Washington—Senator Dianne Feinstein (D-Calif.) today released the following statement on the Trump administration’s refusal to negotiate with California to maintain a single national fuel economy program:
“The Trump administration’s announcement it won’t negotiate with California comes as no surprise. From the start, the administration has refused to work with California, choosing instead to upend the national fuel economy program.
“Prior to President Trump taking office, California worked with the federal government to maintain one national program for fuel economy and vehicle emission standards, which are set to rise to more than 50 mpg by 2025. The Trump administration now wants to tear up that common framework by attacking California’s legal right to reduce tailpipe pollution.
“There’s simply no good reason to upend the progress made under the single set of standards. Cars are emitting less pollution, families are saving more at the pump and auto manufacturers, which are meeting the standards at lower-than-expected costs, have the regulatory certainty they need to plan investments. In short, the system is working.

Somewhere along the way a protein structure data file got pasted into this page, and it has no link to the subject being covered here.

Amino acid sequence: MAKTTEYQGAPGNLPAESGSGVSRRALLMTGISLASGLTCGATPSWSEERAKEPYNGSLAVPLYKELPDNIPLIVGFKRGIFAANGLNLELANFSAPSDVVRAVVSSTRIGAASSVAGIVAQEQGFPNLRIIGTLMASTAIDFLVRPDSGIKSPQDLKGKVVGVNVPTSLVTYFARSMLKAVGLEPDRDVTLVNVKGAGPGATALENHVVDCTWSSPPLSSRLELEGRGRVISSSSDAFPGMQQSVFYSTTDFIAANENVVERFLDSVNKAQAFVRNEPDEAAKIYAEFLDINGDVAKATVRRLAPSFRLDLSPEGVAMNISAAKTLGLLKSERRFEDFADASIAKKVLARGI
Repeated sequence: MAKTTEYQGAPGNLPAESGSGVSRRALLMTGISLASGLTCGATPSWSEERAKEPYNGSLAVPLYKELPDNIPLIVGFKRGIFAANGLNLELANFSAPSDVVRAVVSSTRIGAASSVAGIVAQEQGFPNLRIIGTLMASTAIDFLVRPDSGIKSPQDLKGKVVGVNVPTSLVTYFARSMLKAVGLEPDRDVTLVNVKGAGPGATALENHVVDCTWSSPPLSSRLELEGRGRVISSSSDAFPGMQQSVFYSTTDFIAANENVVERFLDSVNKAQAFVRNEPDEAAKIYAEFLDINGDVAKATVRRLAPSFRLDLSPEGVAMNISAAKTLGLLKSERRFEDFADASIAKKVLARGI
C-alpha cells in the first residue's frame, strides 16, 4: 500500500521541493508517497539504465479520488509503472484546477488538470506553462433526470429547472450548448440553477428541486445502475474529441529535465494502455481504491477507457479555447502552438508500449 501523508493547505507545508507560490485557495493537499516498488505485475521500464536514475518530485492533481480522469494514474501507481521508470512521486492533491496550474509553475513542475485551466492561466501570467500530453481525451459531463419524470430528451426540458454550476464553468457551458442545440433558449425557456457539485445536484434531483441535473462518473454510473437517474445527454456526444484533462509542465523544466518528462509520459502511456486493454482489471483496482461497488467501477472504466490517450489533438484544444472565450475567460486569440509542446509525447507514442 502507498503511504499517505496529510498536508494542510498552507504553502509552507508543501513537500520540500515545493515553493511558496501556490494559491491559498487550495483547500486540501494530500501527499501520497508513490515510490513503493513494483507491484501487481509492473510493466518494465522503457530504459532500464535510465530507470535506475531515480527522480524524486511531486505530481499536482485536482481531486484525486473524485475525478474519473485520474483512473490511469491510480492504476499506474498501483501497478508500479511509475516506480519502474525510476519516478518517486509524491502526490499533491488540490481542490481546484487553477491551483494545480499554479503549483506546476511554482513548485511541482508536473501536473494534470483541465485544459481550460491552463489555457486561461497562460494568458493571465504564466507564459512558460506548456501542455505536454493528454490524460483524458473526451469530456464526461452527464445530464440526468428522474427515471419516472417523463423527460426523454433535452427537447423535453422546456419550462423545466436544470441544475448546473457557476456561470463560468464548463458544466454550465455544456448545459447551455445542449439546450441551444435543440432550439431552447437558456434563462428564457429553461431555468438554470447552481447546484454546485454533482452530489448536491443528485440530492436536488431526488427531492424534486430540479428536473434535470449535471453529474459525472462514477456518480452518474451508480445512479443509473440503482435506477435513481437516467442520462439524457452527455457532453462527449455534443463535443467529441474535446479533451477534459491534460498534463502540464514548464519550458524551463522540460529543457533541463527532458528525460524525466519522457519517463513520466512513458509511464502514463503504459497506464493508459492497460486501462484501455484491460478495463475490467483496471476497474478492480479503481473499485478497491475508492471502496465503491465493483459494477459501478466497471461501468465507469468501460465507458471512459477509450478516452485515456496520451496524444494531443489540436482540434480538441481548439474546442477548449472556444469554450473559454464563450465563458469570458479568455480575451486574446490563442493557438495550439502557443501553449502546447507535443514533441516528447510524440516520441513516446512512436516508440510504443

“Rather than inject more chaos in the marketplace, I encourage the Trump administration to make a good faith effort to work with California and help maintain a single national program for clean car standards.”
Senator Feinstein was the lead sponsor of the bipartisan Ten-in-Ten Fuel Economy Act passed in 2007. After joining with Senator Slade Gorton (R-Wash.) to fund a 2001 study that called for increasing fuel economy standards by more than 10 mpg, and partnering with Senator Olympia Snowe (R-Maine) to try to close the SUV loophole in 2003 and 2005, Senator Feinstein worked with Senators Snowe, Maria Cantwell (D-Wash.), Tom Carper (D-Del.) and others to introduce the Ten-in-Ten Fuel Economy Act.
Senators Daniel Inouye (D-Hawaii) and Ted Stevens (R-Alaska), chair and ranking member of the Senate Commerce Committee at the time, included the bill as part of a broader energy bill that was signed into law by President Bush in 2007. The bill requires the administration to set the maximum feasible fuel economy standards, which are currently scheduled to increase to more than 50 mpg by 2025.